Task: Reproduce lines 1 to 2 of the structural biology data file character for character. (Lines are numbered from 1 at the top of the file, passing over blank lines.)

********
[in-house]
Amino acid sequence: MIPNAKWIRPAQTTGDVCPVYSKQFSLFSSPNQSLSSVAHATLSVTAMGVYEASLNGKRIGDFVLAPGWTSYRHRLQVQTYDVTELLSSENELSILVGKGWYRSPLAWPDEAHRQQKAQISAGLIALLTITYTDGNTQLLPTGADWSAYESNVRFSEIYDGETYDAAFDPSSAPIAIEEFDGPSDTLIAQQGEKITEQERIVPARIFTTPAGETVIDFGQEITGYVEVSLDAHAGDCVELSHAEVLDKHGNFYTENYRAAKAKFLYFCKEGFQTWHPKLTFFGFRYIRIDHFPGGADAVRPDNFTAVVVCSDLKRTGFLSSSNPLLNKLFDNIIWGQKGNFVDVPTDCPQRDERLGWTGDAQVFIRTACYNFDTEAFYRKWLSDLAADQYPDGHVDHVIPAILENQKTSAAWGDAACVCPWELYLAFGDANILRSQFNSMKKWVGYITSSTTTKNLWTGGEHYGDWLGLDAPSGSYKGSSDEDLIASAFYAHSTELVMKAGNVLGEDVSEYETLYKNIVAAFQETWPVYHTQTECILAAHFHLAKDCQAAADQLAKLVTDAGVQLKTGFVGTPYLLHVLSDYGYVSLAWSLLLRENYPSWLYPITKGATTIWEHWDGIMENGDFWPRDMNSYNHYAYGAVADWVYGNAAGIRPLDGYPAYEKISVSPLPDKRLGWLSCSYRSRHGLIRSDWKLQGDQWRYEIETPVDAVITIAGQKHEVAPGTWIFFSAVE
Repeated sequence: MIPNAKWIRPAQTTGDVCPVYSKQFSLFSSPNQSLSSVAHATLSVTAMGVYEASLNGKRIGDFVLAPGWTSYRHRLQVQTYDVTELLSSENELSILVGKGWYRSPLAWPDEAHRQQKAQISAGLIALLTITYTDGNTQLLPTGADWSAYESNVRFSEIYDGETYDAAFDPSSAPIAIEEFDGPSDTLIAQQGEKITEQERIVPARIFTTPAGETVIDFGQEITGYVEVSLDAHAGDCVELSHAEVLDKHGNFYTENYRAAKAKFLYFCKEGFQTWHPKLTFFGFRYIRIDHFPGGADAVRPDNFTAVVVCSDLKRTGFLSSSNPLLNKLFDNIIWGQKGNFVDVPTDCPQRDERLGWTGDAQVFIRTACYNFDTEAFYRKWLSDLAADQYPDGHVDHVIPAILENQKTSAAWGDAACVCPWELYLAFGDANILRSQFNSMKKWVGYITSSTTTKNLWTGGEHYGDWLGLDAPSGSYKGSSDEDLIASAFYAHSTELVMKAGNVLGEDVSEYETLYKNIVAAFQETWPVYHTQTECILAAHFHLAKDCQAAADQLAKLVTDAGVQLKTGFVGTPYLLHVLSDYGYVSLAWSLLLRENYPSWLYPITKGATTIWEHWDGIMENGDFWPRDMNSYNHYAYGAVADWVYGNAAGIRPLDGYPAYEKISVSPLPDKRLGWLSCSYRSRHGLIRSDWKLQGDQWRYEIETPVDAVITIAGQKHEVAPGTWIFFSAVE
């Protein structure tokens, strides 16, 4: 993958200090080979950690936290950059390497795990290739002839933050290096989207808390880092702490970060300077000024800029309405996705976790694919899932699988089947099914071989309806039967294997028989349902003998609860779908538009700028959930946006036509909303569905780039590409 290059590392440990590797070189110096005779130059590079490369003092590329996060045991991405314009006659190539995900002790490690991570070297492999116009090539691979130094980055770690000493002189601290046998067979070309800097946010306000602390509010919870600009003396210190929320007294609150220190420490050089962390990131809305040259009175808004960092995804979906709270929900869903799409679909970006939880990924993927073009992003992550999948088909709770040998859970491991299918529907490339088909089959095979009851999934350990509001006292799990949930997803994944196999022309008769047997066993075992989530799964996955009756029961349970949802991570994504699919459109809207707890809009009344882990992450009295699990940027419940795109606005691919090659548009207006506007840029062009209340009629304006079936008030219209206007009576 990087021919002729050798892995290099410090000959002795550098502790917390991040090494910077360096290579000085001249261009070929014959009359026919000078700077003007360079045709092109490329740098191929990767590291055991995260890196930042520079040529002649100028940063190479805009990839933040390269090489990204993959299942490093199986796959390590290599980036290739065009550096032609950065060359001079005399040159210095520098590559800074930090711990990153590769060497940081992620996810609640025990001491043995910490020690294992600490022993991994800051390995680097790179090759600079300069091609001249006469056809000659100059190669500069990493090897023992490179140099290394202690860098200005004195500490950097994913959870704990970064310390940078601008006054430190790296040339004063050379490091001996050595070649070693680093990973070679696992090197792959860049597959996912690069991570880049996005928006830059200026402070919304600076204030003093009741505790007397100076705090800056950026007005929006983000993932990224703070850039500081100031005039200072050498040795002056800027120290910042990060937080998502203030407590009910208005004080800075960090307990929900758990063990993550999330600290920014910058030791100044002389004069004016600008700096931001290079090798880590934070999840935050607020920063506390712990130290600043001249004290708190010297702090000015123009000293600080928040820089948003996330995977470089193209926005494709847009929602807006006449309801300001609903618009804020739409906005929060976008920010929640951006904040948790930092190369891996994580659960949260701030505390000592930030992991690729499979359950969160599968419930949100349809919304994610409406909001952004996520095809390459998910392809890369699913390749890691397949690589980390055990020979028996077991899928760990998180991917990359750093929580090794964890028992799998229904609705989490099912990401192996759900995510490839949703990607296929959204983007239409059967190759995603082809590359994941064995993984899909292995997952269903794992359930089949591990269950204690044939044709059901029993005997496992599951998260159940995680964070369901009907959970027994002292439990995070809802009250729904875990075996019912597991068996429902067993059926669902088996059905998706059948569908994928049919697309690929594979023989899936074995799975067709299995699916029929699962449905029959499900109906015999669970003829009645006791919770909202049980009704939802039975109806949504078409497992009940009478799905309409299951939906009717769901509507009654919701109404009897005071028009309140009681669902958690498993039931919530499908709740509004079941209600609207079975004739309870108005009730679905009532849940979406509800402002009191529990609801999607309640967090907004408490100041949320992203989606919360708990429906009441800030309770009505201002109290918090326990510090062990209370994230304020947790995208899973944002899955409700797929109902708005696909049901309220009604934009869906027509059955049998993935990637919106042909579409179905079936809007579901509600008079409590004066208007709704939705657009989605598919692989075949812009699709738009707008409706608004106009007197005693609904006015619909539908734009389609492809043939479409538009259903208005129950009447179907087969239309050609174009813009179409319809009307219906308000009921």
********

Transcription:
[in-house]
Amino acid sequence: MIPNAKWIRPAQTTGDVCPVYSKQFSLFSSPNQSLSSVAHATLSVTAMGVYEASLNGKRIGDFVLAPGWTSYRHRLQVQTYDVTELLSSENELSILVGKGWYRSPLAWPDEAHRQQKAQISAGLIALLTITYTDGNTQLLPTGADWSAYESNVRFSEIYDGETYDAAFDPSSAPIAIEEFDGPSDTLIAQQGEKITEQERIVPARIFTTPAGETVIDFGQEITGYVEVSLDAHAGDCVELSHAEVLDKHGNFYTENYRAAKAKFLYFCKEGFQTWHPKLTFFGFRYIRIDHFPGGADAVRPDNFTAVVVCSDLKRTGFLSSSNPLLNKLFDNIIWGQKGNFVDVPTDCPQRDERLGWTGDAQVFIRTACYNFDTEAFYRKWLSDLAADQYPDGHVDHVIPAILENQKTSAAWGDAACVCPWELYLAFGDANILRSQFNSMKKWVGYITSSTTTKNLWTGGEHYGDWLGLDAPSGSYKGSSDEDLIASAFYAHSTELVMKAGNVLGEDVSEYETLYKNIVAAFQETWPVYHTQTECILAAHFHLAKDCQAAADQLAKLVTDAGVQLKTGFVGTPYLLHVLSDYGYVSLAWSLLLRENYPSWLYPITKGATTIWEHWDGIMENGDFWPRDMNSYNHYAYGAVADWVYGNAAGIRPLDGYPAYEKISVSPLPDKRLGWLSCSYRSRHGLIRSDWKLQGDQWRYEIETPVDAVITIAGQKHEVAPGTWIFFSAVE